It Was a Dark and Stormy Night…
A Horror Cliché Parody
Edited by Shane McKenzie
With Introduction by Jeff Strand (Tentative)
Submission Deadline: 28 Feb 2011
Clichés. As horror writers, we have all been warned to avoid them at all costs. Whether your character is trapped in a shack in the woods surrounded by zombies while his partner slowly deteriorates from the bite he got on the arm during their struggle out of the military camp where the virus started when a scientist knocked over a vial… Or your character is a vampire that is depressed about being alone for eternity, staring forlornly out of his castle window, sipping a virgin’s blood from a wine glass… Or a serial killer’s story told through first person point of view where we get to see into his sick mind as he hacks his teenage, female, prostitute cheerleader victims into bits, all the while thinking back on his abused childhood and how his druggy parents beat and raped him. You know, the usual. Clichés have been so widely used that even avoiding them has become a cliché of its own. And don’t even get me started on the twist endings. It was all a dream, right?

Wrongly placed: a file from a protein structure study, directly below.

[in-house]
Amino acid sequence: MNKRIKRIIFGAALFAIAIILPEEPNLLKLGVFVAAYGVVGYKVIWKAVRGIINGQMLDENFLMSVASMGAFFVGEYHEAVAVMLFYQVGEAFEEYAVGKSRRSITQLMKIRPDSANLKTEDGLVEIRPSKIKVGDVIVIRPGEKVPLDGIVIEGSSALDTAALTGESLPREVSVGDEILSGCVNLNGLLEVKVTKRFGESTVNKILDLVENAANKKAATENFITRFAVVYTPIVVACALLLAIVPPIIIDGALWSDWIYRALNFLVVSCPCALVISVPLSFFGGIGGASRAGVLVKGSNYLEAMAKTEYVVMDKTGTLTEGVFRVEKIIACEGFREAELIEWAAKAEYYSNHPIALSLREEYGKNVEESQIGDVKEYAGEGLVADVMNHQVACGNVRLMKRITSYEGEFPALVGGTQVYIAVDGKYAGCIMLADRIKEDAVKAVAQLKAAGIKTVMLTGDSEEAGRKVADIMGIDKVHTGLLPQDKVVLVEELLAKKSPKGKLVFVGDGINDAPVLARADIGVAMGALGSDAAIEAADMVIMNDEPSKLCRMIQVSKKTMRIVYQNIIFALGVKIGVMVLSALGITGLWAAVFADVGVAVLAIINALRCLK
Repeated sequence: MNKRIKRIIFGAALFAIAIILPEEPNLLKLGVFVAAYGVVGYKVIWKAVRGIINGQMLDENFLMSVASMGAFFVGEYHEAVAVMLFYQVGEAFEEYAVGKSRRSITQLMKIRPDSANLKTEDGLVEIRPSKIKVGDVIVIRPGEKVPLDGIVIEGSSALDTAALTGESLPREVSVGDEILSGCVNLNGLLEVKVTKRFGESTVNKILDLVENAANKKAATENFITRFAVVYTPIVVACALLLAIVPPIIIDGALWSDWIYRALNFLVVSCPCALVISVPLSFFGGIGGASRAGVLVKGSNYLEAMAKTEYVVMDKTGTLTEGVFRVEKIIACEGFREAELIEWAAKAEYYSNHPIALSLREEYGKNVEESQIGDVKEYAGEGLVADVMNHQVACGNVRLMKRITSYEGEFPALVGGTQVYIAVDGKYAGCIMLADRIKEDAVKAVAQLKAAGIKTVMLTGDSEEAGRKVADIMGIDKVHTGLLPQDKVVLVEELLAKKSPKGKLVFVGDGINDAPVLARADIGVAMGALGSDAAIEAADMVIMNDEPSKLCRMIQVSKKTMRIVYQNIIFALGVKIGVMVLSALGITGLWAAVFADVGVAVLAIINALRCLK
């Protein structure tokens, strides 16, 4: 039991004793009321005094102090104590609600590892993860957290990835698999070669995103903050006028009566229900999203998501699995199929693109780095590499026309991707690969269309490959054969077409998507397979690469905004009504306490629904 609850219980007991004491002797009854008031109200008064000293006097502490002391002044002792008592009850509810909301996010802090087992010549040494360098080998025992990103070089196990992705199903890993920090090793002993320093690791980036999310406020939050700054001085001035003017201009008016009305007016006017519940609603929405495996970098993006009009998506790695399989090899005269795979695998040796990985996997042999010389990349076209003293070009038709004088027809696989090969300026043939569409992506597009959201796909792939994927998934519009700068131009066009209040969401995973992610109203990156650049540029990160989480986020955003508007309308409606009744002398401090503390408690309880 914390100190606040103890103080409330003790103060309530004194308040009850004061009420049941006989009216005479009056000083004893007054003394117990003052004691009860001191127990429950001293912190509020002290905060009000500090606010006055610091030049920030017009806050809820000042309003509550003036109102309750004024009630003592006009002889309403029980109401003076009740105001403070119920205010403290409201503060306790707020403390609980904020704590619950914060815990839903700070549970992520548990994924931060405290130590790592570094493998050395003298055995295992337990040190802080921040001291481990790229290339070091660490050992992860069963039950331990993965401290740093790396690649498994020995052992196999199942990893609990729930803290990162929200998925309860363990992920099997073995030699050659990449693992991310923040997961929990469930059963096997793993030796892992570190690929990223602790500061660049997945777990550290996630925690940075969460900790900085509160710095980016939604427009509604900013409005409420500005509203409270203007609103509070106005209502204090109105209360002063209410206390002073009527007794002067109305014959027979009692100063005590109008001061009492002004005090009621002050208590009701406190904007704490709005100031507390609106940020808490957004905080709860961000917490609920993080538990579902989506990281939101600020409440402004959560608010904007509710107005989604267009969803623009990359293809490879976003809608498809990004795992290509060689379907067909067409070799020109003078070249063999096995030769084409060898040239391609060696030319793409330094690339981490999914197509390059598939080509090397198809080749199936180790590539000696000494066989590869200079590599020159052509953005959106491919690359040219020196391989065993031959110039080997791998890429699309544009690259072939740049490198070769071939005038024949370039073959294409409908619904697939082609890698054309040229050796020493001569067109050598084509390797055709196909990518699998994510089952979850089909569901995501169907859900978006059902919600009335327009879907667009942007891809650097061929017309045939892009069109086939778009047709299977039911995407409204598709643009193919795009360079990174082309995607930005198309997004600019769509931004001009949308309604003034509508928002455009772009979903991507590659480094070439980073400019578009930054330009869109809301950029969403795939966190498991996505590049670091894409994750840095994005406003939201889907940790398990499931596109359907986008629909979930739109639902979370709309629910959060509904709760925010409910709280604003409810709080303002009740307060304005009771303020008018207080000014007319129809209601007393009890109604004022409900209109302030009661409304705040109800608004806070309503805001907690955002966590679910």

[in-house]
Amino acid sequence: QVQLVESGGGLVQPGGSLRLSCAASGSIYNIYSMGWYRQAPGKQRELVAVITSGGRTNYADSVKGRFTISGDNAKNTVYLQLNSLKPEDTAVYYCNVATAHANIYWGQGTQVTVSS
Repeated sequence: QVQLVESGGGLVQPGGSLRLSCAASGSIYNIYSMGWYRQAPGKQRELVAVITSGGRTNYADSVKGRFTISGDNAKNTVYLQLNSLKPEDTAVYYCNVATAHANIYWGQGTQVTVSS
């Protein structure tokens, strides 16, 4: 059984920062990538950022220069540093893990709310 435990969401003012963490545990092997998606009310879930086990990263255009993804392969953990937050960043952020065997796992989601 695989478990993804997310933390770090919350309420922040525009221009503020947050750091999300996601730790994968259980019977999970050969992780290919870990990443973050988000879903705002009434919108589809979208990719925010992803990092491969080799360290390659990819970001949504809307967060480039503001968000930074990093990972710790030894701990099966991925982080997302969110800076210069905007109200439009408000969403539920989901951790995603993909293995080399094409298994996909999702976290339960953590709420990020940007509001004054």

Well, Pill Hill Press is giving you the chance to stab these clichés in the stomach and twist the blade. We want you to lay into them, really have fun with it. We are looking for comedic, slapstick stories that poke fun at these aphorisms; let out all that aggression you’ve built up as a horror writer working around these clichés. The more ridiculous, the better. Make me laugh. All horror fans have a natural sense of humor, so bring it out and have fun with this. Think Shaun of the Dead, Evil Dead 2, even Scary Movie.
We are not looking for cliché stories here; we are looking for funny-on-purpose parodies of them. That old zombie or vampire or werewolf story you haven’t been able to get published because it had overused themes won’t cut it.
Now…make me laugh, cackle, chuckle, giggle, and snort!
Expected response time is under THREE months (please query if you have not received a response within 90 days). We regret that, due to the volume of submissions, we are unable to give personal criticism.
No reprints, no multiple submissions, no simultaneous submissions
Word count should be approximately 3,000-7,000 words;
5,000 words & under – ¼¢ per word, payable upon publication; no contributor’s copy
5,001 words & above – ¼¢ per word, payable upon publication; one contributor’s copy
[via: Pill Hill Press.]